Hvg suggests that people in the capital must anticipate costly public investments until 2030. Making Budapest liveable and healthier are considered little. A conference was held on 16th October titled Budapest 2030, where the decisionmakers at Fidesz announced that the government and Budapest will create a developmental concept together, which they will execute until 2030.
The only problem is that Budapest already has such a plan, which was designed by urbanists and architects and was accepted by the Budapest General Assembly. Professionals design these plans with the most important urban development criteria in mind and approved by politicians.
The new idea suggests that politicians will write the developmental concepts with the criteria of the building industry’s lobby in mind.
Although they invited those non-governmental organisations that often take a stand in the affairs concerning Budapest (Levegő Munkacsoport [Air Workgroup], Magyar Kerékpárosklub [Hungarian Bicycle Club], Közlekedő Tömeg [Moving Mass] to name a few). However, they do not know if they – other than telling their opinion -, will have any function in the process of making decisions.
What does Fidesz Promise in Budapest until 2030?
To put it simply; as many large-scale public investments as possible.
It would be hard to recount it in more detail because the not much factual information was said about the projects yet. They will figure out the exact ideas shortly. In this process, the decisionmakers promised a conversation, but it was not possible to ask a question during the conference.
The railway tunnel between Déli and Nyugati railway stations, the complete modernization of the HÉV system, the execution of the first stage of Metro 5, the completion of the reconstruction of Metro 3 with the extension to Káposztásmegyer, as well as finishing the Liget-project and constructing the Galvani and Aquincum bridge were among the projects mentioned at the conference.
A new standard in Budapest: the Lord Mayor and the Government will become almighty
As outlined on the Budapest 2030 conference, two new institutions are to be established: The Council of Public Development, will be established in November and they already established in May the title of Government Commissioner for Budapest and its Agglomeration.
The Council of Public Development will have 5 members from Budapest and 5 members delegated by the government. Thus, the government’s agreement in the matter of developing the capital will be unavoidable.
The concept is already there, but no one follows it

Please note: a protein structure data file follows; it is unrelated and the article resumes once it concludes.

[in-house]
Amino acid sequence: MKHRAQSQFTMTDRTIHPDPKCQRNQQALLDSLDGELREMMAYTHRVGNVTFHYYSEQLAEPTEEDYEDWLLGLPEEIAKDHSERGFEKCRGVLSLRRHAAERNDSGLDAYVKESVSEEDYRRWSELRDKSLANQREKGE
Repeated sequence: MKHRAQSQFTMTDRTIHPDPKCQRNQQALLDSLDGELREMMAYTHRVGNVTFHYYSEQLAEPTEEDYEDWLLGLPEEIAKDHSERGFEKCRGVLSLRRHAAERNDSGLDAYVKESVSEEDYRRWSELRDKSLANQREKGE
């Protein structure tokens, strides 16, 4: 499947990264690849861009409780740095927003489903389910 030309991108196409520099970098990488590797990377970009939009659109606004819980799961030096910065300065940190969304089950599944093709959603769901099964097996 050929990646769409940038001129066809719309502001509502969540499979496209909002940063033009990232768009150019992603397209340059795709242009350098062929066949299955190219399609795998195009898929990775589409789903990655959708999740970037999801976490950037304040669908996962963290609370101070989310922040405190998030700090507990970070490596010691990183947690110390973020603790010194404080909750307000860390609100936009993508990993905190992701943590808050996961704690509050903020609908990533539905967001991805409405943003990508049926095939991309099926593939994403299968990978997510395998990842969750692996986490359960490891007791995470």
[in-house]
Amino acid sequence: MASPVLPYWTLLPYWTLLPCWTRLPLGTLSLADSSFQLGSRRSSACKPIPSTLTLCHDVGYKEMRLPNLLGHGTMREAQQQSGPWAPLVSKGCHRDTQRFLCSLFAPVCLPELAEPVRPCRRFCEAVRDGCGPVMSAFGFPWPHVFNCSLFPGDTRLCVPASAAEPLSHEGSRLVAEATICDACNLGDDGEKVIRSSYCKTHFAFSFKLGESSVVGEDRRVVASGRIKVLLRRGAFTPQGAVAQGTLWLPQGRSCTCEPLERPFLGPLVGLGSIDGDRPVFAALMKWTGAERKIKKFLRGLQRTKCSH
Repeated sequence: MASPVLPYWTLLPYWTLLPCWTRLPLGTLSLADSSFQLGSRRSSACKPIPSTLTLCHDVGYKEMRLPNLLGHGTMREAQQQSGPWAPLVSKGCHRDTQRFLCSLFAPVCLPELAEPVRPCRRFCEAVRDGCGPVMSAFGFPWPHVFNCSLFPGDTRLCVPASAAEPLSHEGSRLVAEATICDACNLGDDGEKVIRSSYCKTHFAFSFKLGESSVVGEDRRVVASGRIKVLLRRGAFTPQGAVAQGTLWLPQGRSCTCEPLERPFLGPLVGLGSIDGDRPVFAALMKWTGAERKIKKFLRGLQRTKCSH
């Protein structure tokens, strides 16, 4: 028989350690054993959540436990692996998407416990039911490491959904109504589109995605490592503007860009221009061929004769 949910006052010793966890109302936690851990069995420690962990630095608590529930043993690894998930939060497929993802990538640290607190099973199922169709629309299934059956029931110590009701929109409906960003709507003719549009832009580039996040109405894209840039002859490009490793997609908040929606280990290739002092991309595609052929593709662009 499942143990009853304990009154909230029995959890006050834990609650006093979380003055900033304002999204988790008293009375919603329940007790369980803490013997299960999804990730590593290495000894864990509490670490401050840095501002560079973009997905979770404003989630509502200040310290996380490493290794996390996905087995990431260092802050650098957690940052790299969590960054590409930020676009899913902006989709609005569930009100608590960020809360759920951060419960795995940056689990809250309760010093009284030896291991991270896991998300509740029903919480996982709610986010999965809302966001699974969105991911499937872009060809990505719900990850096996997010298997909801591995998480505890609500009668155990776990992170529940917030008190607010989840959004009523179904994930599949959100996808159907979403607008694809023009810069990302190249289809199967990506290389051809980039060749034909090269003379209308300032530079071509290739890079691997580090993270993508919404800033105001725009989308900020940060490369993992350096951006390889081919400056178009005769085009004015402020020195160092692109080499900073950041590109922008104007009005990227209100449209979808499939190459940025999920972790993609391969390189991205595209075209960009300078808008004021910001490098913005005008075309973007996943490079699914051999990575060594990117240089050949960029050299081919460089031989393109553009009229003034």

The Budapest General Assembly in 2013 accepted Tarlós’s (Lord Mayor of Budapest) concept about the development of Budapest until 2030. This document is still available and downloadable, but the caveat is that if someone followed the capital’s events of the past 5 years, can clearly see that they do not keep to the policy they themselves have accepted.
Without being too exhaustive, some of the strategies of the Budapest 2030 are the following: forming a coherent ’green-network’ alongside the Danube, the creation of healthy environmental conditions, the forming of new recreational areas, the renovation of existing landscapes and the suggestion of building of new structures in the ’brown-field’.
The concept only states about Városliget, that because of its intensive utilisation, it is recommended to relieve the area.
The building of new museums is not mentioned.
The campus of the National University of Public Service built-in Orczy-park, the Duna Arena, which was built in the place of the trees at Dagály Beach and the museum district that spreads on the park areas of Városliget are only a few examples of the change. These projects overlap with what was said on the conference approximately two weeks before.
Budapest also has a concept accepted in 2013, which is concerning the city’s transport development. This is also called the Balázs Mór-plan; which can be found on the website of BKK.
The Balázs Mór-plan envisions an 8% increase in bicycle users, a 5% increase in users of public transportation and 2% more pedestrians and henceforth, a 15% decrease in car traffic until 2030.
Yet, the transport policy of Budapest’s Lord Mayor, Tarlós accomplishes quite the opposite effect. Greenpeace’s study published in May shed some light on this topic, where they compared the transport policy of 13 European countries.
Tarlós will also run for the office of Mayor of Budapest next year. You can find the details HERE.